INTERVIEW

Inspired by a Danish fairytale, this is patiently stalking noir pop brilliance

Photography by Owen Richards

Photography by Owen Richards

Inspired by a Danish fairytale, this is patiently stalking noir pop brilliance

The traditional fable The Tortoise and the Hare was keen to preach that it’s not how you start but rather how you perform overall that counts. It’s a thought worth bearing in mind as we prepare ourselves for the annual onslaught of “this band will change your year” features – not all quick out of the year’s starting blocks will be remembered in twelve months time. The Brighton based trio Esben and The Witch are keen to avoid this fate, they know that the year ahead is an important one, and although they may be winning some high profile plaudits of late, guitarist and keyboard abuser Thomas Fisher is keen to emphasise that, “At the moment it’s all about taking our time, we’re all still rather new to what we’re doing.” He, along with vocalist Rachael Davies and electronic maestro Daniel Copeman, view EATW as a long-term project.

Having formed a fraction under two years ago, under the familiar story of musician having some songs and needing help to both flesh them out and transpose to the live environment, it’s been within the past six months that they have started coming to the attention of people outside their home city of Brighton.

Whereas the name of any band is usually an unimportant non-consequential element, much has already been made regarding their choice. It’s taken from the title of a hellish, little, Danish fairytale, and the band now seem almost organically intertwined with its dark hallmarks that mirror those deep within the heart of their musical outpourings. “It’s quite a weird process naming a band,” states Thomas who puts the choice down to them having recently read the tale and thinking it was a good fit for there haunting noir-pop: a blend of ethereal folk, trip-hop and goth that has so far won comparisons ranging from Fever Ray to Radiohead via Aphex Twin. But the one comparison that stands taller than any other is that of Portishead. Understandably, with both Rachel and Daniel declaring themselves as being “huge fans” of the latter, they remain flattered by the comparisons but Rachael is equally keen to point out that they “came into this wanting to make music that wasn’t re-treading old ground. We wanted to try to do our own thing and try to create something new,” she says. This mindset shared by all members is still aware that comparisons are inevitable. “There are obviously going to be other bands that people associate it with,” reasons Thomas. “If you have never heard something, you need something else to read about to spark interest off and in that instance it needs to be a musical comparison rather then a literary or artistic one.” These comparisons as well as their love for both classic literature and artists such as Bacon and De Bosch, which they say influences their work, paint the band as being both high brow and elitist.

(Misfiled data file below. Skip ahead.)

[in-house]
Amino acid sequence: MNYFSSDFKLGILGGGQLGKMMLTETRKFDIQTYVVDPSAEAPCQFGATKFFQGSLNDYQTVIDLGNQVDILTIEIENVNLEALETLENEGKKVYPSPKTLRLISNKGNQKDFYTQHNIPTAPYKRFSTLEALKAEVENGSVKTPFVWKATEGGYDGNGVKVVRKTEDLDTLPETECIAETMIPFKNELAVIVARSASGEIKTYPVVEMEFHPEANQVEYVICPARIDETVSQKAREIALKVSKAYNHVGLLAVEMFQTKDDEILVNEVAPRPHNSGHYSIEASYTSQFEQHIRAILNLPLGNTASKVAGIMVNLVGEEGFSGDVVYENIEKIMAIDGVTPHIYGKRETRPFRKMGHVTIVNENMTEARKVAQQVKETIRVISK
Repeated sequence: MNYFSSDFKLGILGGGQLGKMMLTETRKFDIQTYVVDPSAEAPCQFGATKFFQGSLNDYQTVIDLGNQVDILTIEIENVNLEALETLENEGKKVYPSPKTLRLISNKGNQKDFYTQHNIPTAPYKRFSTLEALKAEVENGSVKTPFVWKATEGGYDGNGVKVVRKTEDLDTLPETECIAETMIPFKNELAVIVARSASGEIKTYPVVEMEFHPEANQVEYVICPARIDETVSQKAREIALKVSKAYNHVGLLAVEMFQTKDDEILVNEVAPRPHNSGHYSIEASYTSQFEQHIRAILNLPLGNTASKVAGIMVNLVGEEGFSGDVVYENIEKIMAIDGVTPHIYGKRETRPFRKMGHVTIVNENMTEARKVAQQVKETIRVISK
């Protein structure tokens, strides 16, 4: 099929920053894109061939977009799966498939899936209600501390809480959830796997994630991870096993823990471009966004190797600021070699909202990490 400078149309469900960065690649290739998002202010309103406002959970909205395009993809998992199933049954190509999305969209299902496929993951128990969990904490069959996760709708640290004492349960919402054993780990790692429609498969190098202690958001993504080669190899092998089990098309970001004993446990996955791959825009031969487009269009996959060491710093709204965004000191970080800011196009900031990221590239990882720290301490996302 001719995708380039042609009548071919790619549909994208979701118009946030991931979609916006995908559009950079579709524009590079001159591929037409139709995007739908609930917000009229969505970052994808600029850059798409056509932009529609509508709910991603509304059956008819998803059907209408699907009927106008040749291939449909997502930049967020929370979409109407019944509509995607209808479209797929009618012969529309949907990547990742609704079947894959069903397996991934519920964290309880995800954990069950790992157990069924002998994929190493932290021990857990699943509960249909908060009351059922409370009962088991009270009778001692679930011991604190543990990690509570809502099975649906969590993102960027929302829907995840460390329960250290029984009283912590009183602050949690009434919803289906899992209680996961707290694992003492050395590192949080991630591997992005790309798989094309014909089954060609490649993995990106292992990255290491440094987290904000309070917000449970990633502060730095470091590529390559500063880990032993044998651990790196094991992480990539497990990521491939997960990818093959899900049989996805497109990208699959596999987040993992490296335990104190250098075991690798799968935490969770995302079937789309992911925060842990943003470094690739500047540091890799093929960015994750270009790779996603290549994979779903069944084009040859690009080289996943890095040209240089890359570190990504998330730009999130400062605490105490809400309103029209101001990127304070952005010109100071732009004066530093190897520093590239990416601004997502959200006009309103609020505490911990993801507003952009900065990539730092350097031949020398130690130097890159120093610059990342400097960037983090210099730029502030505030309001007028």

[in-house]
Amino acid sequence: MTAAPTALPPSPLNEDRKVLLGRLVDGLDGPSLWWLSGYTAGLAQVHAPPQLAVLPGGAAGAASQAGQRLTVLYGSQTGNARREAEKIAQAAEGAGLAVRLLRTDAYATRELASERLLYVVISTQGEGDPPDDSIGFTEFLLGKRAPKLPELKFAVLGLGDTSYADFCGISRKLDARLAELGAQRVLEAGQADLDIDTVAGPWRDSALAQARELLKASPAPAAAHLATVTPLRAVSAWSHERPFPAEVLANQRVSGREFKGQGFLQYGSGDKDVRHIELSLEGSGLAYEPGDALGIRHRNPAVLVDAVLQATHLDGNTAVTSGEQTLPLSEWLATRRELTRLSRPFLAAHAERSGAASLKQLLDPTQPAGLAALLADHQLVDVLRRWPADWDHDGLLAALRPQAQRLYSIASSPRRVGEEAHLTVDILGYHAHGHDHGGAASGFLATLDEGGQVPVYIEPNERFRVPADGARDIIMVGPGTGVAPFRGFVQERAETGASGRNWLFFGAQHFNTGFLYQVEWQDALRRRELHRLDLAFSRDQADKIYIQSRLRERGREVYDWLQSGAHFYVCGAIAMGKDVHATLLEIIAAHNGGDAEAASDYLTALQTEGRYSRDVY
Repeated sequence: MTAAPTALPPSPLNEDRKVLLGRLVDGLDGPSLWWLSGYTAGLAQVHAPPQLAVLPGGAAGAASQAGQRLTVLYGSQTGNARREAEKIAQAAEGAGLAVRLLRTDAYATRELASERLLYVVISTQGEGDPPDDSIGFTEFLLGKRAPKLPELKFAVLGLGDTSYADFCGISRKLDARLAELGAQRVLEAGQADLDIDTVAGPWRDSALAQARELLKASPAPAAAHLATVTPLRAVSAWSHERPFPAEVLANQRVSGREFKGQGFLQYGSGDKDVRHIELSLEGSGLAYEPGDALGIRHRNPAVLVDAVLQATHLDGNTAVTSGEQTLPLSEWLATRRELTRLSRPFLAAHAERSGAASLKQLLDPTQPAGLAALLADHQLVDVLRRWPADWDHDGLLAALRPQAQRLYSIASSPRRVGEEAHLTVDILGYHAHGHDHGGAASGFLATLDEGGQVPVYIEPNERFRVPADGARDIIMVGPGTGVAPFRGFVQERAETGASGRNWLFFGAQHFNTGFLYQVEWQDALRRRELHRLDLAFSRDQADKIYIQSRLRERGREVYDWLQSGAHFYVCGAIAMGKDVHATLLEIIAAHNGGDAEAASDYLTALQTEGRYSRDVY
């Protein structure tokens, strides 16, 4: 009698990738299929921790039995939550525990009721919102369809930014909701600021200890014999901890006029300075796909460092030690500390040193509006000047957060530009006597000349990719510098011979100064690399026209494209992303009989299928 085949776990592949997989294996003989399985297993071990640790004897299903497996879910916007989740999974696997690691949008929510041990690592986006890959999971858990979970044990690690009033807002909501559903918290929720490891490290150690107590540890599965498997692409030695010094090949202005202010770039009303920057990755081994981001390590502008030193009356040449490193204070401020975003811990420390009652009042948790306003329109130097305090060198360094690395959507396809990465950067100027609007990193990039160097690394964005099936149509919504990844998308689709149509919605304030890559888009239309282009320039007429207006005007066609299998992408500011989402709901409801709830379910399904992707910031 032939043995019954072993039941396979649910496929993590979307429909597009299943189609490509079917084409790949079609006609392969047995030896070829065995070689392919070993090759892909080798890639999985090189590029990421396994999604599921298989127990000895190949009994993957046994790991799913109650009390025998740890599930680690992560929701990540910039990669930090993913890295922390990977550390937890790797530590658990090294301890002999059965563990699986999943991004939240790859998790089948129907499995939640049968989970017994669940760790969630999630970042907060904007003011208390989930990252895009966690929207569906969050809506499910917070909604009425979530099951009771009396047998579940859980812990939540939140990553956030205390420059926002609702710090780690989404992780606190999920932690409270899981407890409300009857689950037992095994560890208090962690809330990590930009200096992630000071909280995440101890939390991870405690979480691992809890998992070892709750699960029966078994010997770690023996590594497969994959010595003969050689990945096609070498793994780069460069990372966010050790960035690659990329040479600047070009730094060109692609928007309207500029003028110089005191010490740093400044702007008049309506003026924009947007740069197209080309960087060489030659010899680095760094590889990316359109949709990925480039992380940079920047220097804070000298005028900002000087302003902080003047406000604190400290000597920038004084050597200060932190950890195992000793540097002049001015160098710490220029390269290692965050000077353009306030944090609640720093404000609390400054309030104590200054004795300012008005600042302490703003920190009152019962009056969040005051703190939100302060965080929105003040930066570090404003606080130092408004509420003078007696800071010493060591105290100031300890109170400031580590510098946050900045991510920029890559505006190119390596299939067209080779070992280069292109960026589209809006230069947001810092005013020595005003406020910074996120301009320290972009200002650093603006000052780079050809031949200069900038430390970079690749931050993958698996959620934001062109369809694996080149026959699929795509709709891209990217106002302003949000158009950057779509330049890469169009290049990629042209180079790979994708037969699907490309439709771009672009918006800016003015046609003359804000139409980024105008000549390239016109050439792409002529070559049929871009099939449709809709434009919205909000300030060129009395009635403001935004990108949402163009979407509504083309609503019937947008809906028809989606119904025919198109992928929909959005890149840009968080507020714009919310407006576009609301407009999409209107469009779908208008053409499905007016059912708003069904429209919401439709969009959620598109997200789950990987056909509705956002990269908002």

“We don’t want to be a disposable pop act but at the same time we’ll be a bit reluctant to be called highbrow,” relays Rachael, fully acknowledging that being seen as a coffee-table band can have its pitfalls and may partly explain the bands choice to reinterpret the Kylie Minogue song ‘Confide In Me’; a move which has had a similar affect to the Arctic Monkeys covering Girls Aloud on a narrow bunch of people. Though there is a small chance that this cover could be played during live appearances, there is the much greater chance that the stage will be adorned with lampshade covered lights and an appearance of a stuffed owl. They are very much of the opinion that the live performance should feel special and not like a casual stroll through a series of songs. “Not many bands create that visual element as well, I find it an incredibly overlooked thing, it’s strange,” explains Thomas. “People like British Sea Power are often mentioned and I’m thinking why is that something that isn’t done more, really?” he asks, half perplexed that casual taxidermy and foliage is not common practice for other bands.

“When I’ve seen bands and they’ve made a stage, it’s just that bit more encapsulating, it makes that whole experience, creates an atmosphere visually to help the music,” adds Rachael, and even though there is unquestionably a striking element of their live show already, they’re keen to improve. “It’s something we definitely want to build on. I think we have as much as we can muster at the moment – we’re restrained by the strength of our backs,” jokes Thomas in reference to the strength of public transport when it comes to playing outside of Brighton.

With a forthcoming single released on Too Pure records and a UK tour forthcoming, Esben and The Witch will be casting their spell over many more people in the months to come.

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Originally published in issue 13 (vol. 3) of Loud And Quiet. December 2009

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